Good Habits: What’s Lacking In Leadership Development

There’s something wrong with how we develop leaders. Learning what we need to do to step up our leadership, whether it’s because of a recent promotion or leading a disrupted marketplace, is helpful. But we don’t always do what we are convinced we should. Old habits get in the way.

Knowing what to do isn’t the same as doing it. Enjoying beautiful photos of food in a cookbook when you’re hungry is not the same as making those meals and satisfying your appetite. You’ve read the recipes but your stomach is still growling. What we want to do and know to do doesn’t always translate to action.

When it comes to forming new habits, we aim to behave in ways that will stick. Making behaviours automatic is what a habit is.

Employers have taken us partway there. Companies have worked for decades betting on the leadership competencies and behaviours that will lead a business to future success. They evaluate their leaders’ performance against these same behaviours. But it often stops there because, although people know what’s expected of them, what’s still elusive is how to continuously make the change.

As humans, we are naturally inconsistent and persistently habitual. You may have weekly Monday morning meetings with the team or run a meeting in a routine way. This can be useful if it’s valuable, but it can also be maddening to be consistent when you want to form a new habit.

I’ve spent years learning how to form habits with deliberation, and I’m learning to see myself as I am. I’ve noted where I went off the tracks and where I’ve thrived, revising what I know about myself as I go. That’s how you can determine your profile as a deliberate habit creator.

A few important things you’ll need to learn about yourself to master the game of habit building include how you motivate yourself, your strategies to succeed, your strategies for self-sabotage and the strengths and limits of your own willpower.

The Confusion About Habits

Like others, I first read about habits in Stephen Covey’s book, The 7 Habits Of Highly Successful People. First published in 1989, it was a bestseller and still has a hold on people’s imaginations. Covey’s habits were habits of the mind, such as being proactive and seeking to understand and be understood.

Today, we live in an age where research in brain science and neurology and a strong interest in healthy lifestyles have captured our attention, and it’s advanced our understanding of the mechanics of habit creation. Furthermore, knowledge about the self-limiting behaviours that hold leaders back from their full effectiveness makes turning our attention to changing our habits very appealing.

Although we are told in books and movies how successful people got to where they are so we can do the same, copying their formula doesn’t work. One size doesn’t fit all. We aren’t motivated in the same ways, nor do we all enjoy the same rewards. So, here are a few vital keys to make you the potter of your own clay:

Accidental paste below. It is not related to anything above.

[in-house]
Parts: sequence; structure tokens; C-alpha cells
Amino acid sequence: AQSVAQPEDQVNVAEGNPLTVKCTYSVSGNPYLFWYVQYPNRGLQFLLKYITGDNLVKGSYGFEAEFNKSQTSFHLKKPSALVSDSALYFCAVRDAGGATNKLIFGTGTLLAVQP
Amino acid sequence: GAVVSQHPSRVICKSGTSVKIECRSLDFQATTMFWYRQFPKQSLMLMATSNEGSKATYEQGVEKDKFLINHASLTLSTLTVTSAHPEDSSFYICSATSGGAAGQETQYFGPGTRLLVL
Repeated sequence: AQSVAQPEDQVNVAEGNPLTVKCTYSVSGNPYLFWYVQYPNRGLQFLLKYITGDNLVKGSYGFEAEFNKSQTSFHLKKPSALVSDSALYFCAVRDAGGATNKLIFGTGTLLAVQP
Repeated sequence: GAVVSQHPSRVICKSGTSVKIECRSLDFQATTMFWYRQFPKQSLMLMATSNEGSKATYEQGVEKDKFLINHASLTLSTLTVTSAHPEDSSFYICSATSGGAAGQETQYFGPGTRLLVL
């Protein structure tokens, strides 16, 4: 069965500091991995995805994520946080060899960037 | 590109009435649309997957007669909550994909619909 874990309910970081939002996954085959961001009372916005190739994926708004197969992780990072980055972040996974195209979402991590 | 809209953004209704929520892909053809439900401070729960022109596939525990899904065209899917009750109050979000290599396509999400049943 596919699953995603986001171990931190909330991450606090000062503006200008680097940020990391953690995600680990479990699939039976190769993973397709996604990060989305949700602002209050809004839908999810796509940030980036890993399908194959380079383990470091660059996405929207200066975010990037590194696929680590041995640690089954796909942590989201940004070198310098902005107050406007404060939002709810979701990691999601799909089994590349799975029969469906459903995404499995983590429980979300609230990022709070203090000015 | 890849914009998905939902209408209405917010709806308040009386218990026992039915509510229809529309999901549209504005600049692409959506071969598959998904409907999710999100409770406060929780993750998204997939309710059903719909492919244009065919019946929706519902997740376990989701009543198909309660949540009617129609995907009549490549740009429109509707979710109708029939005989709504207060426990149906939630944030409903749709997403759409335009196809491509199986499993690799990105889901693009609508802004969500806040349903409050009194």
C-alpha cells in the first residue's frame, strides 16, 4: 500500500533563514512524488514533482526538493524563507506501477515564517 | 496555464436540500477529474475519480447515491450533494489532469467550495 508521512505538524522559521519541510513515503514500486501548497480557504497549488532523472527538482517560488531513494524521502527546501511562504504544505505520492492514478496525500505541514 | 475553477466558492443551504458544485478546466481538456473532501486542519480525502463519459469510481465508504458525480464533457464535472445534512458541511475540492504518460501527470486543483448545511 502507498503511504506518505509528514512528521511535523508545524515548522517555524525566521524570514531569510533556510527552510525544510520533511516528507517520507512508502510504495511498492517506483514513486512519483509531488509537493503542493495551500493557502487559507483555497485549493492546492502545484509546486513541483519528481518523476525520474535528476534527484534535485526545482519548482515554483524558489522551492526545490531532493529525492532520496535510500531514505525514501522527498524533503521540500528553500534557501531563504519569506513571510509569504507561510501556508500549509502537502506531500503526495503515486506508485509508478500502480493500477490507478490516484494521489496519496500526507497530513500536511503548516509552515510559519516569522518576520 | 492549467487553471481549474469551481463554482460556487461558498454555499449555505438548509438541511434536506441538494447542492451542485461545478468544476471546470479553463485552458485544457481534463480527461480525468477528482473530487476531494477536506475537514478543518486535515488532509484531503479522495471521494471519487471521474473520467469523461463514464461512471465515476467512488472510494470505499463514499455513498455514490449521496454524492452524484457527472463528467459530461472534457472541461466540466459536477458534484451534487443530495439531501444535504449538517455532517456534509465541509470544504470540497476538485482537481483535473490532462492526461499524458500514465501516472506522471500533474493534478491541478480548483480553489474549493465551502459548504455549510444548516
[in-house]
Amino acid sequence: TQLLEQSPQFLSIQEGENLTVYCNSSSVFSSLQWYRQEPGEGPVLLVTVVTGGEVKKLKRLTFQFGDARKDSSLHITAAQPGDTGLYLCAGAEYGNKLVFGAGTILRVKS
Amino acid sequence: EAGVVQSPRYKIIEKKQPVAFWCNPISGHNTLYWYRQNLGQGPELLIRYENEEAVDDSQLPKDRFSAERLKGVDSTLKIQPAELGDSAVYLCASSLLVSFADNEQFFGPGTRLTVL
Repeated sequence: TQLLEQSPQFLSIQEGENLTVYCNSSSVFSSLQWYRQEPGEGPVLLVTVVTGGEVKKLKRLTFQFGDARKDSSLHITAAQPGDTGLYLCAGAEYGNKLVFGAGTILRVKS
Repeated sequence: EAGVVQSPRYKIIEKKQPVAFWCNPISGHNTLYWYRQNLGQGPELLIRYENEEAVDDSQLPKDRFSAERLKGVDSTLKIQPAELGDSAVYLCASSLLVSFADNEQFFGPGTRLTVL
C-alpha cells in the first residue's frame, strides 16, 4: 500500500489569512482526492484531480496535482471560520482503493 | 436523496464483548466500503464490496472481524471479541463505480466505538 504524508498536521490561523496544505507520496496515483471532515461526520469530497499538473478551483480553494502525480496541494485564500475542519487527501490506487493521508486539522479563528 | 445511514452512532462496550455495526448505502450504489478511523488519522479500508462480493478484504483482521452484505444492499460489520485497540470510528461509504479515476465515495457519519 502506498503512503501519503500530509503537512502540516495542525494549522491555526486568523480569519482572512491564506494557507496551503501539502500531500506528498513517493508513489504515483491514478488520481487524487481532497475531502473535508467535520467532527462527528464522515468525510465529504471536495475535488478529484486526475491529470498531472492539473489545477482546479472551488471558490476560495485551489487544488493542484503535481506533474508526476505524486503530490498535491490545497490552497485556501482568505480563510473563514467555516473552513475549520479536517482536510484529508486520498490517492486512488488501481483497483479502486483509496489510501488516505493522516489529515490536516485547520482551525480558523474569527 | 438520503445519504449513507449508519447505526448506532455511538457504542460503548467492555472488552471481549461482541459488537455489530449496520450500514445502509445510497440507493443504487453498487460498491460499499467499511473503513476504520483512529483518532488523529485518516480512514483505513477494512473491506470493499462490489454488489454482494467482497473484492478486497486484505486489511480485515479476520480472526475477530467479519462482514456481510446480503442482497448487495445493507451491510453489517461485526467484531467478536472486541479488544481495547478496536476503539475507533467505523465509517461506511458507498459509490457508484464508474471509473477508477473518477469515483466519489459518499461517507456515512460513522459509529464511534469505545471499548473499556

1. Focus on smart design, not just willpower.

Habits that sync up with your goals don’t get formed without a deliberate strategy. I guarantee that leaning into your willpower as your single strategy won’t get you there. When starting out, we aren’t as clear about our drivers or even when we can lean into our willpower, so it’s key to be patient with yourself as you learn what works for you. Be sure to write down any information or insights about yourself, as you will be building your own habit profile.

2. Shape your environment by creating cues. 

A cue is the start of the design. It sparks the sequence of actions you will follow. So many people know they need to expand their internal networks but don’t “find the time” to do it. Counting on your memory as a reminder doesn’t help. You need reliable cues.

At 12:30 p.m. each day, a leader I coach grabs her lunch in the company cafeteria where she starts a minimum of one conversation with someone she doesn’t know. This is a big win, especially because she dropped her long-standing habit of eating a quick lunch at her desk.

3. Get it out of your head and into the world.

Too many executives I’ve known start habit building with an intention they keep locked up in their head. It may work for a day or even a week, but then it disappears. The secret is to get it out into the world.

For example, a hospital foundation CEO wanted to resist getting distracted from her daily priorities. So, she began creating a daily list first thing every morning and sharing it with her executive assistant. She sorts the urgent from the important and refers to prepared questions she habitually goes to when she’s considering deviating from the list.

4. Determine whether you need to make it social. 

Are you someone who will forge a new habit on your own, or would you prefer it to be social? When an accounting firm partner I know wasn’t taking care of her health, she pledged that she would walk the stairs at work. And then she didn’t.

Although she saw herself as autonomous, she didn’t expect that making this activity a social one with a buddy was necessary. If you’re in a similar boat, consider finding a habit buddy who is equally committed to their goal.

When we change our habits, we take ownership of our behaviours in visible ways. Learning to turn leadership behaviours into habits is what’s missing in leadership development.